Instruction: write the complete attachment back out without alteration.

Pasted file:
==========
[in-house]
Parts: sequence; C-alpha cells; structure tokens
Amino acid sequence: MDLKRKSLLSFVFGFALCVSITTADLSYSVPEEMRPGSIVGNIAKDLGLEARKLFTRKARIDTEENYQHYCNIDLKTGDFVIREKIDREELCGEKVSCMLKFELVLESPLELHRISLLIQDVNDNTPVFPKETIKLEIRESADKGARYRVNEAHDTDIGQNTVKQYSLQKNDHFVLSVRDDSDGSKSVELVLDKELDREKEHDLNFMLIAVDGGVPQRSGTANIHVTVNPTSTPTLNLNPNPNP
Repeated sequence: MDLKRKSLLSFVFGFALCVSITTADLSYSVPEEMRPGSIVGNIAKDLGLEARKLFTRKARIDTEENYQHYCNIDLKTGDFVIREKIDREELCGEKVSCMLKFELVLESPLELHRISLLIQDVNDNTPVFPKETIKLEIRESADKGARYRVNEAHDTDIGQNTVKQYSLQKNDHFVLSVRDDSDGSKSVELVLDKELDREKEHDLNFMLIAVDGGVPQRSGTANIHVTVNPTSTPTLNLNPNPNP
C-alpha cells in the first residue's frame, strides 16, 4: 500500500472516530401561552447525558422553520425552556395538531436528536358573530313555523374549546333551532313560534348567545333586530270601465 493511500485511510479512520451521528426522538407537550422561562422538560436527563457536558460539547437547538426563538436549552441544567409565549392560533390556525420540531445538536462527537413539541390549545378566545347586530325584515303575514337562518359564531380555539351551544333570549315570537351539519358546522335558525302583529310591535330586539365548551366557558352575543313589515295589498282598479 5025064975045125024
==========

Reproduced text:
[in-house]
Parts: sequence; C-alpha cells; structure tokens
Amino acid sequence: MDLKRKSLLSFVFGFALCVSITTADLSYSVPEEMRPGSIVGNIAKDLGLEARKLFTRKARIDTEENYQHYCNIDLKTGDFVIREKIDREELCGEKVSCMLKFELVLESPLELHRISLLIQDVNDNTPVFPKETIKLEIRESADKGARYRVNEAHDTDIGQNTVKQYSLQKNDHFVLSVRDDSDGSKSVELVLDKELDREKEHDLNFMLIAVDGGVPQRSGTANIHVTVNPTSTPTLNLNPNPNP
Repeated sequence: MDLKRKSLLSFVFGFALCVSITTADLSYSVPEEMRPGSIVGNIAKDLGLEARKLFTRKARIDTEENYQHYCNIDLKTGDFVIREKIDREELCGEKVSCMLKFELVLESPLELHRISLLIQDVNDNTPVFPKETIKLEIRESADKGARYRVNEAHDTDIGQNTVKQYSLQKNDHFVLSVRDDSDGSKSVELVLDKELDREKEHDLNFMLIAVDGGVPQRSGTANIHVTVNPTSTPTLNLNPNPNP
C-alpha cells in the first residue's frame, strides 16, 4: 500500500472516530401561552447525558422553520425552556395538531436528536358573530313555523374549546333551532313560534348567545333586530270601465 493511500485511510479512520451521528426522538407537550422561562422538560436527563457536558460539547437547538426563538436549552441544567409565549392560533390556525420540531445538536462527537413539541390549545378566545347586530325584515303575514337562518359564531380555539351551544333570549315570537351539519358546522335558525302583529310591535330586539365548551366557558352575543313589515295589498282598479 5025064975045125024